Securing IoT Part V: Artificial IntelligenceJanuary 28, 2021
Artificial intelligence is a powerful data analytics tool that unfortunately aids cybercriminals as well as cybersecurity personnel.
AI in Cyberattacks
AI assists cybercriminals in planning and executing attacks.
Information gathering is used by cybercriminals to increase the success of attacks. For example, hackers may use algorithms to identify potential targets for phishing scams. AI can scan social media for an individual’s interests or shopping habits to determine the best spoof advertisements to catch their attention. A hacker could also use AI to gather information on a network’s security configuration. With probing attacks, AI will analyze the network’s response and identify weaknesses the hacker can exploit.
Impersonation is when a hacker pretends to be a person or service that they are not. This may take the form of spam emails, social media phishing or spoof texts and voicemail. In these instances, AI will analyze company email, social media, or phone messages and generate false imitations that an employee or follower could fall for.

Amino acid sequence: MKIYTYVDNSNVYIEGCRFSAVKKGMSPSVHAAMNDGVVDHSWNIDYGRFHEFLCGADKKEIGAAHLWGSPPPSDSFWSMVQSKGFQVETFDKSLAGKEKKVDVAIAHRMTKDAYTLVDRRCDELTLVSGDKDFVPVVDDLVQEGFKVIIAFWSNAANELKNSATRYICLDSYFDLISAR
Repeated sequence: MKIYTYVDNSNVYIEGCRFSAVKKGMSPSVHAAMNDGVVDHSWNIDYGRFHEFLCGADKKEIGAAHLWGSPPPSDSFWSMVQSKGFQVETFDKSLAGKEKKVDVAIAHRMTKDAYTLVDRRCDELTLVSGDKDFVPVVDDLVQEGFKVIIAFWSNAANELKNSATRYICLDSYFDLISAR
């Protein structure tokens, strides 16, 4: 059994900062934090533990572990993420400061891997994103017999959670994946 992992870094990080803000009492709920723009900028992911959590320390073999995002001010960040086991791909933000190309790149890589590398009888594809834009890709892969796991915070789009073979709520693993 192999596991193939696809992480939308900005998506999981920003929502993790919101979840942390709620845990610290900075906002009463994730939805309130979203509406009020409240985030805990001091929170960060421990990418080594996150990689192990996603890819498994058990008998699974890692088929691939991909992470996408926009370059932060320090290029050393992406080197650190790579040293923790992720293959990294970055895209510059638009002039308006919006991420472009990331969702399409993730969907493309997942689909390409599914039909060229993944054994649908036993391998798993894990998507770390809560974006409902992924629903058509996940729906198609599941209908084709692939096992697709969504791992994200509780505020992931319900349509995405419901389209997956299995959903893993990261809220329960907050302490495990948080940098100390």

Unauthorized access involves situations where hackers force their way through security gates. For example, AI can use image recognition to solve captcha tests or generate enough educated guesses to discover login passwords.
Hackers use AI to generate inputs for crashing applications or services and to manipulate known malware to get it through security systems.
AI in Cybersecurity
AI aids IT security teams by managing cybersecurity tools and threat response.
By mining the web and gathering data from sources like social media and news sites, AI works to predict possible future attacks and applies that information to threat identification.
Possible errors in searching for cyberthreats include false positives and negatives, where a non-threatening element is flagged or a valid threat isn’t recognized. AI’s ability to quickly process data and learn from calculations allows it to identify fewer false positive and negatives than a human team working on their own.
Malware identification methods often use known virus signatures, which allows new viruses with unknown signatures to slip through. However, AI’s behavior analyses provide a greater likelihood of identifying and preventing breaches from new viruses without signature knowledge.
When a data breach occurs, AI identifies the attack in real-time and sends alerts to IT security. It automatically shuts down processes and prevents the spread of the attack, acting much faster than a human team could. AI is also a valuable tool in analyzing vast amounts of data following an attack to aid IT teams in identifying weaknesses and preventing future breaches. AI also assists in recovering systems affected by attack.
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